320 CHEMICAL ENGINEERING
suspended a fine wire forming the other electrode. The dust-laden air passes up through or occasionally down through the batteries of pipes forming one of the sets of electrodes and on coming within the influence of the high-tension current the dust particles are immediately more or less completely knocked down. The moment the particles are electrified they are attracted to the pipe or collecting electrode and by the use of an interrupter in the current circuit the dust particles will be able to work their way down into the hoppers into which the pipes are inserted. The Cottrell process is particularly valuable with fumes which would attack cotton or wool in cloth nitration and most of its first installations were around copper furnaces and converters the fumes from which containing large amounts of S03 could not be successfully filtered through cloth.
The great disadvantage of the process has been its large installation cost. It is estimated that the cost of installing a Cottrell dust-collecting system, together with leaching and evaporating systems for a byproduct potash plant from a cement mill of 1,000,000 bbl. annual capacity would cost about $150,000. * The usual range of K20 in clay or shale suitable for portland cement is from 0.8 to 1.25 per cent. Amounts as high as 2K per cent are occasionally found. A 100 ft. rotary kiln will produce about 4 to 7 tons of dust daily with potash content from 4 to 10 per cent. If soils require lime the collected dust may sometimes be used as a fertilizer without further preparation. Potash recovery from cement rests upon the observation of Dr. W. F. Hildebrand that after burning the raw mixture the greater portion of the potash and soda had been expelled by volatilization. Of the amount volatilized together with the dust from the kilns the Cottrell process will throw down from 50 to 80 per cent. The slow solution of the potash following the Cottrell process is due in part to the formation of an insoluble double sulphate of potassium and calcium. By heating the dissolving water to 85°C. and higher and maintaining these temperatures during the subsequent filtering operations the greater part of the soluble potash can be recovered.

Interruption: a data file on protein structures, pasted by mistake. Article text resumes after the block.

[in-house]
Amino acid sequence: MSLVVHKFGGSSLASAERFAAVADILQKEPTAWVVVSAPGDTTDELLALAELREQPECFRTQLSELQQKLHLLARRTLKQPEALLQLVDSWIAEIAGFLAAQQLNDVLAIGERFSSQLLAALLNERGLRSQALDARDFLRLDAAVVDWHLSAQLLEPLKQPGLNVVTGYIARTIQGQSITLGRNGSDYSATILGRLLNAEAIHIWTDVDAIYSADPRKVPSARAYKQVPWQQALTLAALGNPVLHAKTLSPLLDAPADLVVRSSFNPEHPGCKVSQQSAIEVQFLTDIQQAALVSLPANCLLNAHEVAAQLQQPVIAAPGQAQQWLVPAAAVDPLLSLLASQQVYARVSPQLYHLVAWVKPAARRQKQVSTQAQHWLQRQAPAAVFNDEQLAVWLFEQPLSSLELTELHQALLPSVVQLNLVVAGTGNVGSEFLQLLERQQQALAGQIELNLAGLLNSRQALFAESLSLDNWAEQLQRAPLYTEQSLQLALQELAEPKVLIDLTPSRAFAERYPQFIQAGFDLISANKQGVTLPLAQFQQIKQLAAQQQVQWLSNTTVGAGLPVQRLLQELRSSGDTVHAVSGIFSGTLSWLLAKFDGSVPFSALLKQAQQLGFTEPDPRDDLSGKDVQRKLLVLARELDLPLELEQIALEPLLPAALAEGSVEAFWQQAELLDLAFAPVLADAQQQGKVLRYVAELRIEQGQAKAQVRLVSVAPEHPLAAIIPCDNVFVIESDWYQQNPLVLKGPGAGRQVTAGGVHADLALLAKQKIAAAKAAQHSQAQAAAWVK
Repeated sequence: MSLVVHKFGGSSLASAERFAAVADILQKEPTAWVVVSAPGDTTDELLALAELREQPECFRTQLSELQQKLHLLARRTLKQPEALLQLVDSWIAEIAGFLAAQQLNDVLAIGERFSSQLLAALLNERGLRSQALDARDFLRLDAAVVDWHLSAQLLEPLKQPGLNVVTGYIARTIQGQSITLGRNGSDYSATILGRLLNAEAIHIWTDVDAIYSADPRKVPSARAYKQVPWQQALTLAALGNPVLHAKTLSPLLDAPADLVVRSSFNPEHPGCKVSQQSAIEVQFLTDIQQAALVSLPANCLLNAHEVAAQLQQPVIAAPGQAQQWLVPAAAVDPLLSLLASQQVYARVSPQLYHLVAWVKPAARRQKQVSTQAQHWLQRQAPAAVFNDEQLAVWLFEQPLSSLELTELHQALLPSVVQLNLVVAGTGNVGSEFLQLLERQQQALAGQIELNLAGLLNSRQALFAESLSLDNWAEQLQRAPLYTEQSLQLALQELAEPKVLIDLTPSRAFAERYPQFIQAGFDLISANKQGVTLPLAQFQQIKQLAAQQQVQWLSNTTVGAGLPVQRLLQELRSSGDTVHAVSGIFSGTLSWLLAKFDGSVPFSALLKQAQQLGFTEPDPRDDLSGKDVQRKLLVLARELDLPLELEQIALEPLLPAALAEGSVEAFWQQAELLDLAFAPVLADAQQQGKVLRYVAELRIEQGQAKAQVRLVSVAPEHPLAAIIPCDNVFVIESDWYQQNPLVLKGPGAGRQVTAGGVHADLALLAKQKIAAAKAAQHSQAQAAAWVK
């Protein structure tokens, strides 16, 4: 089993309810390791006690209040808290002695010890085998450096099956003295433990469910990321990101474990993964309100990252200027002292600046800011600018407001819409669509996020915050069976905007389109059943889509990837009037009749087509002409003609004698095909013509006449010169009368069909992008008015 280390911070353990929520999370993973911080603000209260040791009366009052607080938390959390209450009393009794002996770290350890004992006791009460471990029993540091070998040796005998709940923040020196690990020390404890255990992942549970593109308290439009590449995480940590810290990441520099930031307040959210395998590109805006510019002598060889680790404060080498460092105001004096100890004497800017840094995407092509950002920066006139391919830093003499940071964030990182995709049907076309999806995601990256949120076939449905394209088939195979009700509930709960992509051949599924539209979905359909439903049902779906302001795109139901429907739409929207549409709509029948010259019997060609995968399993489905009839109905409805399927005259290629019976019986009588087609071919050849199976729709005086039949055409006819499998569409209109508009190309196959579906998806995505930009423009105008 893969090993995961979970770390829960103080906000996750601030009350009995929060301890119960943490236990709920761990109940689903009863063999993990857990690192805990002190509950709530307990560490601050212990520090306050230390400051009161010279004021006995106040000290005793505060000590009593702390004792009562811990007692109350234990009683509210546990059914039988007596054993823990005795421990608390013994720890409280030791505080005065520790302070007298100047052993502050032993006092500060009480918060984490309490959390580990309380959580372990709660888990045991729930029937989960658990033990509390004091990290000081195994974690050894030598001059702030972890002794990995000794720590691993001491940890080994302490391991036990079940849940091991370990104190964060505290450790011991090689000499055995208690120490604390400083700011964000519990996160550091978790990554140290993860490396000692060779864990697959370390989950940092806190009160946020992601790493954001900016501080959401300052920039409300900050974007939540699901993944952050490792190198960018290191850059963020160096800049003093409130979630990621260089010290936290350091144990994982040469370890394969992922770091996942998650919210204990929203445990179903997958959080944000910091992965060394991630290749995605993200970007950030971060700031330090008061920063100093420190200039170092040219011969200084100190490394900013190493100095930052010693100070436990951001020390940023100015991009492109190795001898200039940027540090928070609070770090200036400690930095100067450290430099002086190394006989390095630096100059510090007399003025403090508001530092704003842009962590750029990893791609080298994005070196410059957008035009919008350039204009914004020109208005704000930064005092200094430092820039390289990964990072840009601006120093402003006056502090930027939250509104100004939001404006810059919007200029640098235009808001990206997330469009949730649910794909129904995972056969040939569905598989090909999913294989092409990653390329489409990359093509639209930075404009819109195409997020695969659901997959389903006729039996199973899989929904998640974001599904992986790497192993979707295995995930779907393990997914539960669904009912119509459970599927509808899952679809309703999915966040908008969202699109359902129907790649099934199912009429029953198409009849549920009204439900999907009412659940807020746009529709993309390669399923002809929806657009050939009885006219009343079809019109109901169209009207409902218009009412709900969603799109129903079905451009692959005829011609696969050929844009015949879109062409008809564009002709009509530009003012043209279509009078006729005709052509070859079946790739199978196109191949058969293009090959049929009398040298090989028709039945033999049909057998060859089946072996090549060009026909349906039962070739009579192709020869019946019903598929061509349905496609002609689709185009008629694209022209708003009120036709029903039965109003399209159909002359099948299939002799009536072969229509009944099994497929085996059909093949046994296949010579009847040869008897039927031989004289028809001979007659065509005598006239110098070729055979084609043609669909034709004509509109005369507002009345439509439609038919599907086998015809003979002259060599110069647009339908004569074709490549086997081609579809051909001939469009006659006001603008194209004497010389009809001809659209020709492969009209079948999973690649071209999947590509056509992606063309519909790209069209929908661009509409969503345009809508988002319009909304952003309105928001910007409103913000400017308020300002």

In fume recovery2 the Cottrell process gave 100 per cent precipitation from copper furnaces containing large amounts of SOs. The proportion of SOa to SO2 ranged from 1 : 18 to 1 : 8. It was necessary to reduce the temperature of the fumes to about 90°C. to get the best results. The velocity of the gases in the electrode pipes had to be less than 15 ft. per second. Water was also necessary to give good results, 3 to 5 per cent of the weight of dust collected. When there was much SOs the electrode pipes became non-conductors and water tended to overcome this difficulty. The fume recovered contained 41 per cent lead as basic sulphate.3
One curious result has been recorded by Howard: during the progress of the test work with fumes from various furnaces it was observed that during the blow on white metal, where a conductive deposit was obtained in the pipes practically all the lead was precipitated at a temperature of 340°C. but the S03 and the As203 escaped. To precipitate the latter and obtain complete smoke clearance it was necessary to reduce the temperature to about 90°C. At a certain western lead blast-furnace plant fumes
1 Of. "Potash in 1917, Min. Res. of the U. S., 1917," Part II; J. J. PORTER, "The Recovery of Potash as a Byproduct in the Manufacture of Cement," presented at Fall Meeting of Portland Cement Association, Chicago, Sept.. 1917, and J. TREANOR, "The Experience of the Riverside Portland Cement Co. in the Recovery of Potash from Cement Flue Dust," presented at the December meeting, Portland Cement Association, 1917.
2 Cf. "Electrical Fume Precipitation at Garfield," by W. H. HOWARD, Trans. A. I. M. E., XLIX, p. 540.
3 Spray nozzles of the Schiitte-Koerting type can be used advantageously for moistening fume.— EDITOK.